Grenadier Cooking Apple (Malus domestica Grenadier) Img 1Grenadier Cooking Apple (Malus domestica Grenadier) Img 1Grenadier Cooking Apple (Malus domestica Grenadier) Img 2Grenadier Cooking Apple (Malus domestica Grenadier) Img 3Grenadier Cooking Apple (Malus domestica Grenadier) Img 4

Grenadier Cooking Apple Trees

Malus domestica GrenadierPlant guarantee for 1 yearFeefo logo

The details

  • Height: to 4.5 m
  • Use: Cooking
  • Pruning: Spur bearer
  • Pollination: Partially Self Fertile
  • Picking: Aug-Sept
  • Apple colour: Green
  • Pollination: Group C
  • Storage: 1 week
  • RHS Award of Garden Merit
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Description

Malus domestica Grenadier

The Grenadier Apple is one of the first cooking apples to ripen. The fruits are large, irregularly shaped, bright green, and you will get lots of them, but like all early apples, they do not store well.

The taste is tart and slightly acidic. The flesh is white and cooks down to a wonderful creamy, purée that works brilliantly in puddings or for apple sauce with your roast pork.

The tree is not too vigorous and has an upright habit making it good for smaller gardens.

A huge advantage of the Grenadier is that it will fight off almost all apple diseases - canker, scab, and mildew - and thus is suitable for wet and damp conditions where many apples may turn up their toes.
The early blossom is frost resistant so you are almost guaranteed reliable crops every year.

Browse our other apple trees.

Features

  • Height: to 4.5 m
  • Use: Cooking/juicing
  • Pruning: Spur bearer
  • Pollination: Partially Self Fertile
  • Picking: Aug-Sept
  • Apple colour: Green maturing to yellow
  • Pollination: Group C
  • Storage: 1 week
  • RHS Award of Garden Merit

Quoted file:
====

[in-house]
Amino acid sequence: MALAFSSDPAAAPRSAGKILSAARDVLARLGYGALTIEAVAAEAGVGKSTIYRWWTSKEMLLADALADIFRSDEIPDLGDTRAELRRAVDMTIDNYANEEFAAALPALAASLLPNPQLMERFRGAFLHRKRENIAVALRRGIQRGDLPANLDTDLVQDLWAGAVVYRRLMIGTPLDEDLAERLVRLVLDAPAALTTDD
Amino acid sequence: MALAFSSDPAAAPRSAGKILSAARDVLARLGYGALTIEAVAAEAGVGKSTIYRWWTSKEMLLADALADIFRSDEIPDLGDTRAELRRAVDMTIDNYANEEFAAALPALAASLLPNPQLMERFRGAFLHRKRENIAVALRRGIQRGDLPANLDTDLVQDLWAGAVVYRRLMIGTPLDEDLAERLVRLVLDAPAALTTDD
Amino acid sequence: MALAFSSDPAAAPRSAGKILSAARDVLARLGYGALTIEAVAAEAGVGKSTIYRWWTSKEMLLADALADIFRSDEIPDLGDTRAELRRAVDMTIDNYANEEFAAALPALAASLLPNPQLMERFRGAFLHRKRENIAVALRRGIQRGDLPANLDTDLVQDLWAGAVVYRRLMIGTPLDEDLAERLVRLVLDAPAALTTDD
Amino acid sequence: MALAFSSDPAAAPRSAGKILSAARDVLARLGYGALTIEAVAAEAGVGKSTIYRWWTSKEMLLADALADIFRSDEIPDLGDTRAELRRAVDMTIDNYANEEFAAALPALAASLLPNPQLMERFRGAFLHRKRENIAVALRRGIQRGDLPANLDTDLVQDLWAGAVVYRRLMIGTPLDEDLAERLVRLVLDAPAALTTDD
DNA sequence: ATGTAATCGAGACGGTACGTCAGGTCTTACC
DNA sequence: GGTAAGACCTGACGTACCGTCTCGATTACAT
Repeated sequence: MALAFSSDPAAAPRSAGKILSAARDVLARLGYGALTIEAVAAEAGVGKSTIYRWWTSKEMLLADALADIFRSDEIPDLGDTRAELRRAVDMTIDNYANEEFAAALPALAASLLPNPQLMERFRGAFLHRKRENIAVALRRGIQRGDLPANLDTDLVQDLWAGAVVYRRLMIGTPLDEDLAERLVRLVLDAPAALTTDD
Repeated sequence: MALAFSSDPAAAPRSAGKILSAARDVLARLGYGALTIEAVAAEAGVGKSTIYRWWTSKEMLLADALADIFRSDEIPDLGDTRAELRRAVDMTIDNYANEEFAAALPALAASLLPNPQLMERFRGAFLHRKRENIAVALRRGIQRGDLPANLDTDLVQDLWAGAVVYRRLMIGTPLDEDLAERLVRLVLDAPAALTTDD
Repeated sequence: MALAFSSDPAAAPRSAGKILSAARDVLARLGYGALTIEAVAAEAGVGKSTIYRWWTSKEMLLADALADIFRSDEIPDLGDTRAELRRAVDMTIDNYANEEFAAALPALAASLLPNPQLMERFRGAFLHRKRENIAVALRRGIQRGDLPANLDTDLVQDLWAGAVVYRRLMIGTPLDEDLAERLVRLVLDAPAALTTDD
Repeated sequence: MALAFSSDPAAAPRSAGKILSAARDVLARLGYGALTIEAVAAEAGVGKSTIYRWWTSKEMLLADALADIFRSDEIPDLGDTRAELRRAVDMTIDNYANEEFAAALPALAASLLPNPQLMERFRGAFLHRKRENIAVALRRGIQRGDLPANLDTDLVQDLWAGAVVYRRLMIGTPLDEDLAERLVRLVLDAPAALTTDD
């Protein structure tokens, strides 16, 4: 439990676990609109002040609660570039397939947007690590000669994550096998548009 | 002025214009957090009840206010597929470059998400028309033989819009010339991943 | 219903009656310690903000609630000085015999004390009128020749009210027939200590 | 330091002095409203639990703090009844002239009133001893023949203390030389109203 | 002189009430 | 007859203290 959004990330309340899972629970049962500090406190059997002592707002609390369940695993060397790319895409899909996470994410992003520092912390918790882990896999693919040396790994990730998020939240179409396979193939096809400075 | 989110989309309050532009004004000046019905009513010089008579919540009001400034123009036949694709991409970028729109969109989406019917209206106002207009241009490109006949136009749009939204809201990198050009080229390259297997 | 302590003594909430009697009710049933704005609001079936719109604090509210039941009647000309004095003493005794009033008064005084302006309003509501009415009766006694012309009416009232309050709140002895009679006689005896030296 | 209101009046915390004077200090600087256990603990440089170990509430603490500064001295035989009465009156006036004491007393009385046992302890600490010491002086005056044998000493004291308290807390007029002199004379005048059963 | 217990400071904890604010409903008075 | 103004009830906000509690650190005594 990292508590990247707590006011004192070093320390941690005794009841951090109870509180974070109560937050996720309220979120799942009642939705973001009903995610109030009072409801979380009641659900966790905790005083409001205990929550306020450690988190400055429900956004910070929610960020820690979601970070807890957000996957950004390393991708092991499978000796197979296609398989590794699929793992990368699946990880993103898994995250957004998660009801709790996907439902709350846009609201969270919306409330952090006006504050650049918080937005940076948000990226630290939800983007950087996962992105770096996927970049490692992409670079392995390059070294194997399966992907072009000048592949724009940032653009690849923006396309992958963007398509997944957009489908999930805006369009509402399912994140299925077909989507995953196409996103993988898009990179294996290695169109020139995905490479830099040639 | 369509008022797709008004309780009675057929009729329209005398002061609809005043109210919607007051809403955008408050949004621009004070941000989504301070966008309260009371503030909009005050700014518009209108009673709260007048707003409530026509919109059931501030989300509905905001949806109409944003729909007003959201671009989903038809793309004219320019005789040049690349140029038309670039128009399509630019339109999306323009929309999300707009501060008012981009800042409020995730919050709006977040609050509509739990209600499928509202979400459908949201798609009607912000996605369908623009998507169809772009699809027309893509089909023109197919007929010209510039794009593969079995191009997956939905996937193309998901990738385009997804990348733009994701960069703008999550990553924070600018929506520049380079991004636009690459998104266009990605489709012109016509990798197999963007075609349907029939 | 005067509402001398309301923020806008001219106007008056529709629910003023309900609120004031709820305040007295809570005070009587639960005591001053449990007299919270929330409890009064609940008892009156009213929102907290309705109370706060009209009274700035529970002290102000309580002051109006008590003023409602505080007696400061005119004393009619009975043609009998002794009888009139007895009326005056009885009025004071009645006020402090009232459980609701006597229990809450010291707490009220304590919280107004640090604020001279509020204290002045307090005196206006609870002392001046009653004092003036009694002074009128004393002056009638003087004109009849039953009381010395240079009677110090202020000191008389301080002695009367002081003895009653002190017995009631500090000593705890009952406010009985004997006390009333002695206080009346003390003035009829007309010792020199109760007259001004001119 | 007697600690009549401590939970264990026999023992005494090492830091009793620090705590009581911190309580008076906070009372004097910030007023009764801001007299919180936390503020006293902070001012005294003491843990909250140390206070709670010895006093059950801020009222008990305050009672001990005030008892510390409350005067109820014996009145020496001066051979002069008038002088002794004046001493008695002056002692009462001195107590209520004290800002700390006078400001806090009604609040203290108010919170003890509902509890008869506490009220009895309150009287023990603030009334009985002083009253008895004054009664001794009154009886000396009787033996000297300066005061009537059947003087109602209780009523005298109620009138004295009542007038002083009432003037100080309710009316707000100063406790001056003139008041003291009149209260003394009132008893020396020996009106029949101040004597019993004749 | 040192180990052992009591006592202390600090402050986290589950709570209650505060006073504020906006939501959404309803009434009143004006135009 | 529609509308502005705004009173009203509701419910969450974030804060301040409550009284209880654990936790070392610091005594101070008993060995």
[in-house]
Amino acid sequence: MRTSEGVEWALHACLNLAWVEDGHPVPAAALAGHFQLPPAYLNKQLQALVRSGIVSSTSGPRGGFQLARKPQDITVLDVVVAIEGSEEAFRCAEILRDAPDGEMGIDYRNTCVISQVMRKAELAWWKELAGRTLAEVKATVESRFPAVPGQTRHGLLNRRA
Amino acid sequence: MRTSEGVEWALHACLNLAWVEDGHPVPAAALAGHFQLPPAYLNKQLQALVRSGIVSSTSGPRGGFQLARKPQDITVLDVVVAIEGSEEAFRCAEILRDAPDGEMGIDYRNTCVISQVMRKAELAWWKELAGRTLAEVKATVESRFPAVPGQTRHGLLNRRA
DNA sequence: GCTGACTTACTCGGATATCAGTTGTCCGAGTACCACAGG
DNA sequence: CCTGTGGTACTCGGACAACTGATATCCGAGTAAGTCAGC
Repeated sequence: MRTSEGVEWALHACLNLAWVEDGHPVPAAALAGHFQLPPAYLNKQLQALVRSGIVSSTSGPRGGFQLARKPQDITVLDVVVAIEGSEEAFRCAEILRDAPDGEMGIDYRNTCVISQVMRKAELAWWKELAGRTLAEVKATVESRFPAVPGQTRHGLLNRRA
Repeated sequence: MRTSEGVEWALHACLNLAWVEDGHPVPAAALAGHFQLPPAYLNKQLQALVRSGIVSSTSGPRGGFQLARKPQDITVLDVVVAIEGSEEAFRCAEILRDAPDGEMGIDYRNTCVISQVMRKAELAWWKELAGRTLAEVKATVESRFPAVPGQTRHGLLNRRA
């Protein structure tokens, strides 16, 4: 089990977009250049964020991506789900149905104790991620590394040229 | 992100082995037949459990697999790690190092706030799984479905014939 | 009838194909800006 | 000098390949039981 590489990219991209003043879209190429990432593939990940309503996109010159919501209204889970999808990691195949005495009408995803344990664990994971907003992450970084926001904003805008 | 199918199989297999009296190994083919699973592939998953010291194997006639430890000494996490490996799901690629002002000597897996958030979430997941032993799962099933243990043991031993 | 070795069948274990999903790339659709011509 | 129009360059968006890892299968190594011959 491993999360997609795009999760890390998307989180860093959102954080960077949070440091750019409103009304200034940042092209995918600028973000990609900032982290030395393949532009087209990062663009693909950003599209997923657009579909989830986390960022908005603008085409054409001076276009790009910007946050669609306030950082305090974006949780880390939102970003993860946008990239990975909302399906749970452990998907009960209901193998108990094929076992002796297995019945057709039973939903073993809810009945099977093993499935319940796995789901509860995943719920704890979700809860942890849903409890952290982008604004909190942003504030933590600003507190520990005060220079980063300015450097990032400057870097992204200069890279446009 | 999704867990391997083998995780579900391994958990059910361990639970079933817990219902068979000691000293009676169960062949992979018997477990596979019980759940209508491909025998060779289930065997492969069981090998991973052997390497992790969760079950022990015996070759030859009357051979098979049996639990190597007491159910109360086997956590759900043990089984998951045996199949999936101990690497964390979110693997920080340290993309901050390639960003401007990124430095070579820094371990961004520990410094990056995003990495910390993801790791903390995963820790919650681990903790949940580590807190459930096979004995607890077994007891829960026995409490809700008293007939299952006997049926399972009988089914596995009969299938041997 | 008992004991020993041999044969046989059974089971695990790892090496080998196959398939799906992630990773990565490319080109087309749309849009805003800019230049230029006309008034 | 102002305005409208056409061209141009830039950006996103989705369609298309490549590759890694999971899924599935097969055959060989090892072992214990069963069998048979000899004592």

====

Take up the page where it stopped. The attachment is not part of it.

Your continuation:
Growing Grenadier

Grenadier will fruit without other trees nearby but crop best with a pollination partner in group B, C or D.

Apple trees are not only about culinary output: use them for a shady picnic spot in the summer or plant so that you can see the blossom from your kitchen window, underplant with spring bulbs and use a smaller clematis threaded through the boughs to make it a favourite feature all year round.

Did You Know?

Presumably a discovered seedling of unknown parentage, it was first recorded in 1862 and exhibited in 1863 by the nurseryman Charles Turner of Slough.
The RHS gave it a First Class Certificate in 1883 and then the AGM in 1993.

Promoted by the nurseryman George Bunyard of Maidstone, it became ever more popular until it was the most widely grown early cooking apple in the UK.

Planting Instructions

Lift the turf (if any) in a circle of about 100cms (3ft) diameter. Soak the tree roots in water for about an hour before planting.

Dig a square hole that is about 20cms comfortably wider in both directions than your tree's roots but only a little (maybe) 5 cm deeper. Do not plant less than 30cms from any wall.

Hammer in a tree stake off centre in the direction of the prevailing wind if the tree needs support (so the wind blows the tree away from the stake).

Loosen the soil in the bottom of the hole and add or take away until, when the tree roots are on it, the soil mark on the trunk is at the level of the ground outside the hole. Keep the graft (if there is one) at least 5cms higher than the surrounding soil. Tie the tree to the stake and position ready for planting. Wet the roots again, sprinkle Rootgrow on them and return the soil from the hole, firming it down every few centimetres.

Water well, mulch the circle in the grass and water weekly thereafter through the first summer. Use a tree guard if you have "vermin"